Kilobytes are ambiguous, but kilobits are not. — Omegatron 01:50, 11 March 2006 (UTC)
Omegatron, thank you for quoting a relevant example, the 28.8kps example. To be honest, I had not realised this. Obviously the people who decided to call 288000 bps as 28.8kbps weren't thinking straight when they did this, as a kilobit has equalled 1024 bits long before modems became this fast! What a mess we're in now. I totally agree that I would prefer everything to be unambiguous, but I can't quite see what anyone in the industry is doing about it. Some sort of deadline needs to be created where once past that point corporations will be in breach of trade descriptions etc. Why doesn't SI create an unambigious term for decimal prefix with regards to bits and bytes? IMHO one is needed, and kilo, mega, etc need to be phased out in the interim period.... IMHO, since kilobyte and kilobit existed in binary prefix long before decimal prefix, then the binary prefix definition is the more worthy. Kilo and Mega mean 1000 and 1000000 for most things, watts, volts, grammes, etc, but when it comes to bits and bytes it should be base 2 - I mean, who's to say base 10 should be dominant, just because humans have 10 fingers? --Rebroad 17:35, 11 March 2006 (UTC)
I'm sorry for being a bit impatient. I was confusing you with someone else I am currently having a similar conversation with who insists that the standards institutes are just "a small group of pedants". I've included the official definitions below, which I probably should have included in the first place. No one is producing an unambiguous prefix for decimal quantities, since the SI prefixes are supposed to be unambiguous. As far as the SI is concerned, they are being misused. Should we have two prefixes to mean the same thing?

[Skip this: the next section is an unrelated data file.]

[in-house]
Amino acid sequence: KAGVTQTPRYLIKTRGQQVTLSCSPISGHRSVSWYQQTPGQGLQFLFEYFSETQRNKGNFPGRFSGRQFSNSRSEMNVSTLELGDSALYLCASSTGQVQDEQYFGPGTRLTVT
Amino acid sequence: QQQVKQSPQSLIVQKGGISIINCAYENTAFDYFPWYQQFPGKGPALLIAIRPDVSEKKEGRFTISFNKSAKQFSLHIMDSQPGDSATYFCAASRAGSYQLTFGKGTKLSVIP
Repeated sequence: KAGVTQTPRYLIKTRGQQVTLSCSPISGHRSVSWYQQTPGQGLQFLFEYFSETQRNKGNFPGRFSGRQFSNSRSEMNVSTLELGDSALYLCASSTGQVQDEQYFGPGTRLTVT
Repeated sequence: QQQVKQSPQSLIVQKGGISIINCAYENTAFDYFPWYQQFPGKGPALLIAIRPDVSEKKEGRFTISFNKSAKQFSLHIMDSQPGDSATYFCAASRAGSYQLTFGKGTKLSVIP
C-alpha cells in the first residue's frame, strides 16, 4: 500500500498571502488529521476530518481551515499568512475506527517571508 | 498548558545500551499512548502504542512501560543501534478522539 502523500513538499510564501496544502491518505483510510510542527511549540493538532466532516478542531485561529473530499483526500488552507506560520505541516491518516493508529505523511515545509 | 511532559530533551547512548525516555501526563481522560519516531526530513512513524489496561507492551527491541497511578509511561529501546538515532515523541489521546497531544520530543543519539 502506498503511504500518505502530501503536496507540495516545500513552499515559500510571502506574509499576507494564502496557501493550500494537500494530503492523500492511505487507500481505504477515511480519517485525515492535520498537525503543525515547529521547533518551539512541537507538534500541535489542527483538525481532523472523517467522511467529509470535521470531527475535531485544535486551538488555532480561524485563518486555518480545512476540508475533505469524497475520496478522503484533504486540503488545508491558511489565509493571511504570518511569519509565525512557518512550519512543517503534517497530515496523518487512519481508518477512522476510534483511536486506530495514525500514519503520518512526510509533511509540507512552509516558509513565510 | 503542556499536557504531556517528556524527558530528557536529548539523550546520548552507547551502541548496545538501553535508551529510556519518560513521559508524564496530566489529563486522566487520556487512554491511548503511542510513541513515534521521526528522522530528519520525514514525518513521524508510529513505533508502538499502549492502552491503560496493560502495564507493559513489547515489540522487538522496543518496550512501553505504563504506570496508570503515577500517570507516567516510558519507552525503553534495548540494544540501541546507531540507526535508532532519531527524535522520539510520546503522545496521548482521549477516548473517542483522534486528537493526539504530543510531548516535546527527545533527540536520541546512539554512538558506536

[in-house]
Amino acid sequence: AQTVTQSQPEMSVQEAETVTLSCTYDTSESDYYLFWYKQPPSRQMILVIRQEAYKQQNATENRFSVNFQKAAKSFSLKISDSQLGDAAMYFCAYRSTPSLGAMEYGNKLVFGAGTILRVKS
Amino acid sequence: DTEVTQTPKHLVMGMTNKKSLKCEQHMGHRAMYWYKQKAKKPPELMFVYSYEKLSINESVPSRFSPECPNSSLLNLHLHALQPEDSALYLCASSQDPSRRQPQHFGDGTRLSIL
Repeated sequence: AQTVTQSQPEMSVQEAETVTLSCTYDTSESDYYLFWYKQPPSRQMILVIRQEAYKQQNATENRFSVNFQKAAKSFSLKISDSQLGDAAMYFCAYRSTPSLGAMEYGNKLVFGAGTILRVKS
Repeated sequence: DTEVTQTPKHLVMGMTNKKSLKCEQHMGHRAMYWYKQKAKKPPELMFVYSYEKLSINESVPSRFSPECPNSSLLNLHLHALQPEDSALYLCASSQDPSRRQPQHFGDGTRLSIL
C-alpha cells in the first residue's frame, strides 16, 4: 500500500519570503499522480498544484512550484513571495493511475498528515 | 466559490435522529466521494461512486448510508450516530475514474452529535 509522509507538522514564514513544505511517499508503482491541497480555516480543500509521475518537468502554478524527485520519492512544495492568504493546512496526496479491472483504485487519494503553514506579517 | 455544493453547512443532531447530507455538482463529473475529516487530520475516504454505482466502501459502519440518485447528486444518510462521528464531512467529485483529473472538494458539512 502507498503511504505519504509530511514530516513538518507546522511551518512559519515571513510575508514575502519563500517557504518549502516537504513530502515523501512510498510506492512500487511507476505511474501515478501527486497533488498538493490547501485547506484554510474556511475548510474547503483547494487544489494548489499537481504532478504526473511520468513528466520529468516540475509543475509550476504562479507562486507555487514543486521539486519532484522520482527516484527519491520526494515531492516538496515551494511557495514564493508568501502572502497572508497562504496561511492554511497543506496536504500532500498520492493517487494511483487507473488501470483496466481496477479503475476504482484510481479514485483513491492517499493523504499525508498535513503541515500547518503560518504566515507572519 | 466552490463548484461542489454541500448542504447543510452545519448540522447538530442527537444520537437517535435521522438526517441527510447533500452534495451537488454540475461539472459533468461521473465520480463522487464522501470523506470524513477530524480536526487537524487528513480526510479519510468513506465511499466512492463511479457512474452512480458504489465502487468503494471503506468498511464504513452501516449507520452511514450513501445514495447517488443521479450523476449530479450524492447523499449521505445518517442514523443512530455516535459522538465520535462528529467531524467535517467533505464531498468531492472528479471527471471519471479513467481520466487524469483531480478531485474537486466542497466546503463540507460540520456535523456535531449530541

IMHO, since kilobyte and kilobit existed in binary prefix long before decimal prefix
But they didn't. The original usage was consistent with the SI prefixes, it was just an approximation. 1024 bytes is 1.024 kB, and it's perfectly fine to refer to it as "1 kilobit", when everyone knows that you're abbreviating. It's the fact that it was treated as an official definition and extended to higher powers that causes all the confusion. — Omegatron 18:24, 11 March 2006 (UTC)

If nothing else, I think putting both interpretations of the SI prefix names in this template fails to meet NPOV: The conventional usage of these terms varies from one field of data processing to another. In order to keep this template more generally applicable, it should simply and objectively state the official, standard definitions, which in some situations are the only ones that are in use. Then, on a case-by-case basis, entries that include this template can decide if an additional note (or template) is appropriate to describe the conventional usage in the specific field being discussed. Mditto 23:33, 11 March 2006 (UTC)

I believe that's what we agreed on a while ago. Hence the explicit "SI prefixes"/"IEC prefixes". Remember that this is just a navigational template, not a portal. Anyone viewing the template is also inherently viewing one of the unit pages, so they are still seeing the special cases for the unit they are interested in. — Omegatron 00:57, 12 March 2006 (UTC)

Some non-dubious definitionsEdit

  • NIST